28 July 2009

The Trouble with Biographies

I went to the library a couple weeks ago and saw a copy of Larry Tye's new biography Satchel sitting on the new book shelves. It being the middle of summer and the Mariners having not played themselves out of contention yet (those were the days), I decided a baseball book would be perfect. Now, I knew almost nothing about Satchel Paige coming into the book aside from the fact that he was an exceptionally good pitcher.

Now, 123 pages into the book, I'm wondering why I got it in the first place. I mean, it's certainly not a bad book, I just can't bring myself to be that invested in it. Tye does a fine job depicting the life of Paige (though there is some chronological jumping that infuriates me, more on that when I review the book), but it just isn't amazing. And it's made me remember that in general, I don't really like biographies. (That's a little bit weird for a music historian, right?)

Why not? They can have amazing subjects (who doesn't want to know more about Einstein? FDR? Frida Kahlo?) and can be written by fantastic authors. But even the most amazing lives often lack the narrative drive that makes great works of literature so amazing. We're all used to digesting the life of George Washington as a series of bullet-point facts. Unless a biography really elaborates on that, you might as well read the wiki article.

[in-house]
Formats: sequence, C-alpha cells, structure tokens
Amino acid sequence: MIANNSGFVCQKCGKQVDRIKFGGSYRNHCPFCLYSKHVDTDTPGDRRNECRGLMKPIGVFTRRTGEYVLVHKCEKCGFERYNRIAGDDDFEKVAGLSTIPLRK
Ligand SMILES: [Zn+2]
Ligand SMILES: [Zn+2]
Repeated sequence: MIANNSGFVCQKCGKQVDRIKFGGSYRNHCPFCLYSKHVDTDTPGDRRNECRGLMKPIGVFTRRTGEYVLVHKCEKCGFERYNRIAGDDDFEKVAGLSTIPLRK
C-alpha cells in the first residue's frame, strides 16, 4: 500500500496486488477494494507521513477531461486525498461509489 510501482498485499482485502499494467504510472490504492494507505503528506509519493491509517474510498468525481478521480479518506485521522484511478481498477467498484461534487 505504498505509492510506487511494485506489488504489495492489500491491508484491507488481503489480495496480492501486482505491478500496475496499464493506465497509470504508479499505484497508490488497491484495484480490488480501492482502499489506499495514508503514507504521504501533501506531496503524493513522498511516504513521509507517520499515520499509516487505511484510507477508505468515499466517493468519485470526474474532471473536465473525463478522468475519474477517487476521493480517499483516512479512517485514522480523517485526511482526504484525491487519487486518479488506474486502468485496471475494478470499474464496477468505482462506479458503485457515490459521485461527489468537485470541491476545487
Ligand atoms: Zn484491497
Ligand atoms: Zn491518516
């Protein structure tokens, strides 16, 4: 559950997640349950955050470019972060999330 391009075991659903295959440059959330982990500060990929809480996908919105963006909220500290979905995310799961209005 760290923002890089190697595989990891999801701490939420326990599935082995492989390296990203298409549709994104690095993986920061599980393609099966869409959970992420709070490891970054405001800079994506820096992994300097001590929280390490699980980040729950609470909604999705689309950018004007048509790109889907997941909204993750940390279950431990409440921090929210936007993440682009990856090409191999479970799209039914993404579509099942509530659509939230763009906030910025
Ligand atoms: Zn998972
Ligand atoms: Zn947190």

This shouldn't be construed as me saying "There are no good biographies!" Because there are, they're just very rare. I loved the David McCullough biography of John Adams because it showed the founding father in an intensely personal life. The use of his letters with Abigail made for some heart-rending moments, some truly literary moments.

And that's what I think it boils down to, biography lacks the emotional and narrative drive of great literature. Learning facts for bar trivia is great (in 1935 Satchel Paige went 29-2 with 321 strikeouts to only 16 walks... mind blowing), it doesn't make for the most compelling reading. How often do you sit down with your college text books for a nice afternoon? I guess I just have to remember this the next time a glossy cover of a biography yells at me from the shelves in the library.


  1. I like unflattering biographies the best.

  2. Hahahaha. Turns out Thomas Jefferson WAS an asshole! Who knew?